With the recent production release of ESRI’s new Utility Network, many are wondering…”How do I get my data into a utility network”?  This question is especially relevant for Smallworld customers.  Well, with the upcoming initial release of EpochSync Pro, that question is now answered.

EpochSync Pro is a ground-up rewrite of Epoch Solution Group’s EpochSync software.  This product has existed for a number of years and is used by Epoch’s customers to continuously (i.e., initial full data sync, and then only changes thereafter) bring their Smallworld data into an ArcGIS format to allow them to take full advantage of the ArcGIS suite of functionality (web and mobile being the prime drivers).  It was created as a somewhat Smallworld-centric application…Smallworld data to ArcGIS data (and vice versa, in some instances), and was built using the ArcObjects API.

With the advent of the Utility Network, many utility customers are excited to get their data into a utility network model to take advantage of all the functionality that is not available out-of-the-box with a geometric network…functionality such as containments, structural attachments, non-geometric connectivity, and schematics, to name just a few.  However, the Utility Network functionality is only accessible via ArcGIS Pro, so this has driven a re-think and re-architecture of the EpochSync approach, culminating in EpochSync Pro.

The software is architected much differently than EpochSync.  The “middle tier” of EpochSync Pro is a C# application that is technology-agnostic.  It encapsulates “connectors”, which are technology-dependent readers and writers for different data formats, and through an XML configuration file, allows for the mapping of data from one connector to another.  Any given connector can be written as a reader, a writer, or both.  The mapping allows for data transformations in the middle tier, which breaks a large part of the dependency on Magik development for data manipulation purposes when Smallworld is in the mix.  The software also supports either full syncing or change-only syncing through the middle tier, provided the source connector supports change detection.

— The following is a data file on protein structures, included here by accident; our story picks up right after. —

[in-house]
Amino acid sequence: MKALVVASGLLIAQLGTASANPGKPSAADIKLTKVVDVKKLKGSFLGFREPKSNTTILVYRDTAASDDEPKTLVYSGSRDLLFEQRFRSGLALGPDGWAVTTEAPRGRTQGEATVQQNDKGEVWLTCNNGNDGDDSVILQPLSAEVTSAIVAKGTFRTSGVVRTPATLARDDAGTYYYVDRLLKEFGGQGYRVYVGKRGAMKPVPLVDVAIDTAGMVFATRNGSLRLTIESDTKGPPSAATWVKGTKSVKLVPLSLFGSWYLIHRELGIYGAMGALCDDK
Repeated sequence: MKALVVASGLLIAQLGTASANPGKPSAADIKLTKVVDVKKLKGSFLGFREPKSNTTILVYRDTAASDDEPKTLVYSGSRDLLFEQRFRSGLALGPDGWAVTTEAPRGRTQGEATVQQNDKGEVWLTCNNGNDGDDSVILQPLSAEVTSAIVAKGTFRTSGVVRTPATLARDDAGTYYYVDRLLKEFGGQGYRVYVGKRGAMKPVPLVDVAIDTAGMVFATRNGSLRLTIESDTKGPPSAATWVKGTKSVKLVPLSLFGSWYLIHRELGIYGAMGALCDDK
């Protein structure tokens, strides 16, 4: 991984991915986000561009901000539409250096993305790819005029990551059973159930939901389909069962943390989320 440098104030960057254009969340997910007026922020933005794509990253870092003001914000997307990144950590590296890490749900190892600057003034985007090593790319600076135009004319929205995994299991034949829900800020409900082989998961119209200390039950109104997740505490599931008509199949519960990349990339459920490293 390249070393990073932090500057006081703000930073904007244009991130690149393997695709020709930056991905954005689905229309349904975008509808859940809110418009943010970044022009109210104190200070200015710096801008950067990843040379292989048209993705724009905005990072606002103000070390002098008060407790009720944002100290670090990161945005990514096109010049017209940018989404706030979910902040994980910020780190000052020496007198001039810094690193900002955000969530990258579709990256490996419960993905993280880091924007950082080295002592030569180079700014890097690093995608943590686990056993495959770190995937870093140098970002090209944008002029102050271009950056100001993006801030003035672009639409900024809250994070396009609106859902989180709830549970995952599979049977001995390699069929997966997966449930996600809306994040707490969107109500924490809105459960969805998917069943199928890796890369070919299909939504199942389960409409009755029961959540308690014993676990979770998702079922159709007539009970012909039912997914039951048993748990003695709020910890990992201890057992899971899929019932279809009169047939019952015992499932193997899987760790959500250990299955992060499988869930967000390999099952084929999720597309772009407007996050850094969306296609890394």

The initial release of EpochSync Pro is very functionality-focused, and so does not come with a user interface for performing the mappings (this is targeted for a future release).

Highlights of functionality included in the initial release include:

  • ArcGIS Pro connector built using the ArcGIS Pro API (i.e. no ArcObjects).  Read, write, and change detection support.
  • Smallworld connector.  It no longer uses the deprecated TICS module but instead uses the core Magik TCP/IP classes.  Read and change detection support.
  • Much of the Smallworld-centric configuration has been genericized and pulled into the middle tier.  For example, where before the alternatives against which EpochSync worked were configured in Magik, they are now specified as ‘versions’ in the mapping file (as are ArcGIS versions).
  • Plugin architecture for connectors.  A C# developer can add custom connectors.
  • Plugin architecture for middle-tier ‘transform’ classes.  A C# developer can add custom middle-tier transform classes.
  • Console application for running full initial syncs and delta processing only.
  • The console also supports generation of data model reports and sample data viewing for configured connectors.
  • Built-in ability to map to utility network containments, structural attachments, and non-geometric connectivity.
  • For the initial population of utility network feature classes, the ability to write to the classes in a file geodatabase and write the attachment information to a text file, allowing the use of the ESRI-specified Append and Import Utility Network Attachment tools to get the initial set of data into the enterprise geodatabase utility network.
  • For changes being written to a utility network, the ability to write directly via the services configured in an SDE file.
  • As the ArcGIS Pro connector has both read and write capabilities, the ability to map from one ArcGIS database to another!  This could allow, for instance, a continuous push of data from a geometric network set of feature classes to a utility network set of feature classes.
  • The ability for the middle tier to run Smallworld directly, instead of having to manage it as a somewhat separate application.
  • Mapping support for add-only field values and delete variants.
  • Various built-in data transforms, including value maps.


This is just the initial release.  While much of the future direction of EpochSync Pro will be based on customer feedback, items planned for future releases include:

  • A user interface for creating and maintaining mapping files.
  • More out-of-the-box middle-tier transforms.
  • Smallworld write support.
  • More connectors (e.g., Oracle Spatial).
  • Data auditing and comparison between connectors based on mappings.
  • Automated creation of target schemas based on source schemas/mappings.


Speak to your Epoch Solutions Group sales representative to find out how EpochSync Pro can help you take advantage of the ESRI Utility Network!